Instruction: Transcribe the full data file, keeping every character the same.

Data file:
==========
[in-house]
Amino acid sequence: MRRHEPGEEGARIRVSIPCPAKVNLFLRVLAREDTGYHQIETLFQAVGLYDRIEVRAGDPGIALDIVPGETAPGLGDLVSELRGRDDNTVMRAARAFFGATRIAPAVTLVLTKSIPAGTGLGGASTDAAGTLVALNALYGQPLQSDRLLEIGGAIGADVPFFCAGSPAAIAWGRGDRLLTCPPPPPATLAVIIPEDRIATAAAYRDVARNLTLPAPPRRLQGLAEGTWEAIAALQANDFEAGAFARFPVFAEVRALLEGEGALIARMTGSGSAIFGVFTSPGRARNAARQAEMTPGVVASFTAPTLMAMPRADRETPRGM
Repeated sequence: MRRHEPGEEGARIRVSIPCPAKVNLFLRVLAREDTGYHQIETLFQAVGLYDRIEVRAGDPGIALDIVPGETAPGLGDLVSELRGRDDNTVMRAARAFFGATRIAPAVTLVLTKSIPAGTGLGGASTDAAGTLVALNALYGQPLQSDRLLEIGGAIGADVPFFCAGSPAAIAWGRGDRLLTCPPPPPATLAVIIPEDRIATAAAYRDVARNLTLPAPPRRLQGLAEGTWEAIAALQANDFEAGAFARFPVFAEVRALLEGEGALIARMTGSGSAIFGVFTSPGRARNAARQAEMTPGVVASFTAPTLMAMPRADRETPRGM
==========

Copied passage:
[in-house]
Amino acid sequence: MRRHEPGEEGARIRVSIPCPAKVNLFLRVLAREDTGYHQIETLFQAVGLYDRIEVRAGDPGIALDIVPGETAPGLGDLVSELRGRDDNTVMRAARAFFGATRIAPAVTLVLTKSIPAGTGLGGASTDAAGTLVALNALYGQPLQSDRLLEIGGAIGADVPFFCAGSPAAIAWGRGDRLLTCPPPPPATLAVIIPEDRIATAAAYRDVARNLTLPAPPRRLQGLAEGTWEAIAALQANDFEAGAFARFPVFAEVRALLEGEGALIARMTGSGSAIFGVFTSPGRARNAARQAEMTPGVVASFTAPTLMAMPRADRETPRGM
Repeated sequence: MRRHEPGEEGARIRVSIPCPAKVNLFLRVLAREDTGYHQIETLFQAVGLYDRIEVRAGDPGIALDIVPGETAPGLGDLVSELRGRDDNTVMRAARAFFGATRIAPAVTLVLTKSIPAGTGLGGASTDAAGTLVALNALYGQPLQSDRLLEIGGAIGADVPFFCAGSPAAIAWGRGDRLLTCPPPPPATLAVIIPEDRIATAAAYRDVARNLTLPAPPRRLQGLAEGTWEAIAALQANDFEAGAFARFPVFAEVRALLEGEGALIARMTGSGSAIFGVFTSPGRARNAARQAEMTPGVVASFTAPTLMAMPRADRETPRGM